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Many salmon runs are in decline, as are the salmon-dependent orcas. A mysterious wasting disease has lately ravaged the abundant sea stars. Washington Sea Grant-funded research produces unbiased scientific information that helps communities, policy makers, and residents understand the value of and threats to our state’s marine life.
Many articles in our newsletter, Sea Star, explore further the research that WSG-funded scientists conduct on changes in marine and coastal ecosystems. See the autumn 2014 issue’s “How ‘Bait-Saving Lines’ Became Global Bird Savers” and “Seabirds: Beautiful When They’re Alive, Useful When They’re Dead”; “Copepods May Cope, but Krill Cringe When the Water Turns Sour” in the spring 2014 issue; “A Code of Many Colors: The Salmon Genome Revealed” from autumn 2013; “Elwha Unchained, Fish in Flux” from summer 2013; and “Hiding from Hypoxia: How Fish and Invertebrates Seek Safety from Lethal Conditions in the Hood Canal” in the winter 2012 issue.
WSG staff share their expertise with communities and individuals, enriching the public’s appreciation of Washington’s diverse marine ecosystems. WSG field staff organize, train, and coordinate volunteers in many projects that monitor and protect those habitats.
- Marine Ecologist Jeff Adams is involved in the following activities:
- monitoring shoreline ecosystem changes, including the spread of sea star wasting disease,
- watching for European green crabs and other invasive species,
- controlling the spread of nonnative crayfish in a local lake, and
- introducing children and adults to local ecosystems through beach walks, tideflat tours, touch tanks at community festivals and many other experiences.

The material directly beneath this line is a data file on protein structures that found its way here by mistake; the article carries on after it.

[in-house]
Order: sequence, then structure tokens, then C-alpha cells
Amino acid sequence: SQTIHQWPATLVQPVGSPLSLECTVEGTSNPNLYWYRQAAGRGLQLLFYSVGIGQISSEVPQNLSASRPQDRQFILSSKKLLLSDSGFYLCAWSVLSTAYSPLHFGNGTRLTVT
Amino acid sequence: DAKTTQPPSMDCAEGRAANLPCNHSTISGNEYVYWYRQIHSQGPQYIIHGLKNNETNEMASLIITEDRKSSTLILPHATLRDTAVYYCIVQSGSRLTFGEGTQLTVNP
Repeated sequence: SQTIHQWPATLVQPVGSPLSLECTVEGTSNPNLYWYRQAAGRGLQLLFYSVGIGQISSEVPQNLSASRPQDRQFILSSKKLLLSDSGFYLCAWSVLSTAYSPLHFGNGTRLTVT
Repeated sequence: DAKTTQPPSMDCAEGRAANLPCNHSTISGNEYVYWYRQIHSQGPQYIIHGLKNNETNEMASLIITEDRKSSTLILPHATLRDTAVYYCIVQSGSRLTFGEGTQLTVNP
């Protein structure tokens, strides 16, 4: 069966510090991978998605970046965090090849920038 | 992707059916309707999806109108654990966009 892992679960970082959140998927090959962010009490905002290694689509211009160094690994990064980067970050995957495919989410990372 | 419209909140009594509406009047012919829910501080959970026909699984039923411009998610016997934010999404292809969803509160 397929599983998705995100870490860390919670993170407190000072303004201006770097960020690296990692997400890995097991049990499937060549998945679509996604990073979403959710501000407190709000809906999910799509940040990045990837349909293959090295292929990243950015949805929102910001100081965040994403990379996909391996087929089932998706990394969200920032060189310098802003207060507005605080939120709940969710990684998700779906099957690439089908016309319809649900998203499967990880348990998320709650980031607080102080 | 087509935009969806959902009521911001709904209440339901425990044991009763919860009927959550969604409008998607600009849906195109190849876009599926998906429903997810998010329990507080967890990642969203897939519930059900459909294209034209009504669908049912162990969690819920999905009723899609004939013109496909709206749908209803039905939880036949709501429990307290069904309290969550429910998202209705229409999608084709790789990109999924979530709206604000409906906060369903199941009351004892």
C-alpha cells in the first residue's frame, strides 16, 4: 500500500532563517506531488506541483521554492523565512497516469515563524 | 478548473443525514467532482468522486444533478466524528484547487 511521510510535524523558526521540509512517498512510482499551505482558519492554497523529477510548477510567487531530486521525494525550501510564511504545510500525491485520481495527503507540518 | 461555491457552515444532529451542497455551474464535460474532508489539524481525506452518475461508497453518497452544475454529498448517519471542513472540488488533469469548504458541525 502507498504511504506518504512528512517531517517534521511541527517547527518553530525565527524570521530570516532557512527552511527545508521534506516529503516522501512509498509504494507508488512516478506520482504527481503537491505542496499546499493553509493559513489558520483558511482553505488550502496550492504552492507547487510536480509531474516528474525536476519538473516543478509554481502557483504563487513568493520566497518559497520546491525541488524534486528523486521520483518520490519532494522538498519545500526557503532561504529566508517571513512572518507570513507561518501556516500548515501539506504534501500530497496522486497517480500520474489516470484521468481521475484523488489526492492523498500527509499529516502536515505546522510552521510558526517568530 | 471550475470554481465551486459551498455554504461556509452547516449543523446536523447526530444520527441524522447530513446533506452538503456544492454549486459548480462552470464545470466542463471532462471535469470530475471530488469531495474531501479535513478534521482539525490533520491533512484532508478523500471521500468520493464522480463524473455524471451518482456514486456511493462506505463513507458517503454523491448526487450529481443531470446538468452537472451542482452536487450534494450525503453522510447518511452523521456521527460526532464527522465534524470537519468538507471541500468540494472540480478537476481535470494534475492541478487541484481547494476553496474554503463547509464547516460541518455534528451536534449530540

- WSG’s Marine Fisheries Scientist, Ed Melvin, and colleagues have worked to reduce bycatch of the Short-tailed Albatross, an endangered species for which incidental takes potentially could cost fisheries hundreds of millions of dollars.
- European green crab
A primer on how to protect coastal habitat from this invasive species
- Marine zooplankton of Puget Sound identification card
Use this card to identify most zooplankton groups found in the Puget Sound region
- Guide to Pacific Northwest aquatic invasive species
Learn about “least wanted” marine or freshwater invasive species threatening our region
Fish and Fisheries
- Restoring shorelines to improve fish habitat
- Tracking Sockeye genetics for better management
- Salmon recovery after Elwha dam removal
- Ocean acidification’s impact on salmon sense of smell
- Making seawalls more friendly for juvenile salmon
- How hypoxia effects food webs in the Hood Canal
Other Marine Life
- Ecosystem impacts of jellyfish in Puget Sound
- Salish Sea plankton and water chemistry
- Modeling the vulnerability of seabirds to oil spills
- Eelgrass and oysters as potential partners in a changing ocean
- New tool for monitoring green crab
- Measuring the extent of sea star wasting syndrome
- A better otter spotter
- Pacific Northwest glass sponge reefs
- Ecological functions of seagrass-vegetated flats
- Breeding ocean-acidification resistant oysters
In the News
- Acidic oceans mess with oysters passing on ‘memories’
Futurity, March 16, 2020
- Washington researchers tackle ocean acidification with new seaweed crops
KNKX, February 5, 2020
- ‘The blob,’ food supply squeeze to blame for largest seabird die-off
UW News, January 15, 2020
- Oysters, eelgrass and burrowing shrimp
Washington State Department of Agriculture Ag Briefs, November 8, 2019
- Harm to table: Turning an invasive crab into a delicacy
Scientific American, October 30, 2019
- Researchers take new look at longtime non-native snails in Padilla Bay
Go Skagit, September 29, 2019
- A hope for sea stars, healthy oceans
Vashon-Maury Island Beachcomber, June 22, 2019
- How does shellfish aquaculture interact with Puget Sound marine life?
The Nature Conservancy, April 22, 2019
- Study finds reduction in seabird bycatch since 2002
Tillamook Headlight Herald, April 15, 2019
- Salmon face double whammy from toxic stormwater
WSU News, February 12, 2018
- Sea stars: Are they really making a comeback?
Vashon-Maury Island Beachcomber, January 2, 2018